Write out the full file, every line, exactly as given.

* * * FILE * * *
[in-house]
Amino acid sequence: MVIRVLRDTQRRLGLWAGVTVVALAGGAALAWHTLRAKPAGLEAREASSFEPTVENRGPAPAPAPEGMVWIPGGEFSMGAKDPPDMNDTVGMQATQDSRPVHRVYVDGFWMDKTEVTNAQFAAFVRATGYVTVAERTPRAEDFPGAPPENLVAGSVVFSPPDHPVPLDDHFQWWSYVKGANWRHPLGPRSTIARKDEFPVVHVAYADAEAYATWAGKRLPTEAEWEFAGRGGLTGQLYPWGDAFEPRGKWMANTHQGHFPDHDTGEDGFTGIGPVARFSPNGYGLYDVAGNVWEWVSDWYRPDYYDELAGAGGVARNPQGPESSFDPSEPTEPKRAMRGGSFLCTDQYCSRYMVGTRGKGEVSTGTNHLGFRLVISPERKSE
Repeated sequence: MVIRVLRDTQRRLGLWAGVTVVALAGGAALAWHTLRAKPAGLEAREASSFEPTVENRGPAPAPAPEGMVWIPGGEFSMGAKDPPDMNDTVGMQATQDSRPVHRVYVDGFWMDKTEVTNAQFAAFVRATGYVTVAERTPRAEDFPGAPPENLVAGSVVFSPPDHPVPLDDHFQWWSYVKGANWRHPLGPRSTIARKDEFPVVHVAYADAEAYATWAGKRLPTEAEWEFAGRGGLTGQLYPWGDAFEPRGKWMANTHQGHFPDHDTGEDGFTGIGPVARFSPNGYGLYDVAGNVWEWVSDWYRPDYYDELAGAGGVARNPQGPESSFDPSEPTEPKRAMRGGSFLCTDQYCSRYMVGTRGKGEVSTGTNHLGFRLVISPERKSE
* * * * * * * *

[in-house]
Amino acid sequence: MVIRVLRDTQRRLGLWAGVTVVALAGGAALAWHTLRAKPAGLEAREASSFEPTVENRGPAPAPAPEGMVWIPGGEFSMGAKDPPDMNDTVGMQATQDSRPVHRVYVDGFWMDKTEVTNAQFAAFVRATGYVTVAERTPRAEDFPGAPPENLVAGSVVFSPPDHPVPLDDHFQWWSYVKGANWRHPLGPRSTIARKDEFPVVHVAYADAEAYATWAGKRLPTEAEWEFAGRGGLTGQLYPWGDAFEPRGKWMANTHQGHFPDHDTGEDGFTGIGPVARFSPNGYGLYDVAGNVWEWVSDWYRPDYYDELAGAGGVARNPQGPESSFDPSEPTEPKRAMRGGSFLCTDQYCSRYMVGTRGKGEVSTGTNHLGFRLVISPERKSE
Repeated sequence: MVIRVLRDTQRRLGLWAGVTVVALAGGAALAWHTLRAKPAGLEAREASSFEPTVENRGPAPAPAPEGMVWIPGGEFSMGAKDPPDMNDTVGMQATQDSRPVHRVYVDGFWMDKTEVTNAQFAAFVRATGYVTVAERTPRAEDFPGAPPENLVAGSVVFSPPDHPVPLDDHFQWWSYVKGANWRHPLGPRSTIARKDEFPVVHVAYADAEAYATWAGKRLPTEAEWEFAGRGGLTGQLYPWGDAFEPRGKWMANTHQGHFPDHDTGEDGFTGIGPVARFSPNGYGLYDVAGNVWEWVSDWYRPDYYDELAGAGGVARNPQGPESSFDPSEPTEPKRAMRGGSFLCTDQYCSRYMVGTRGKGEVSTGTNHLGFRLVISPERKSE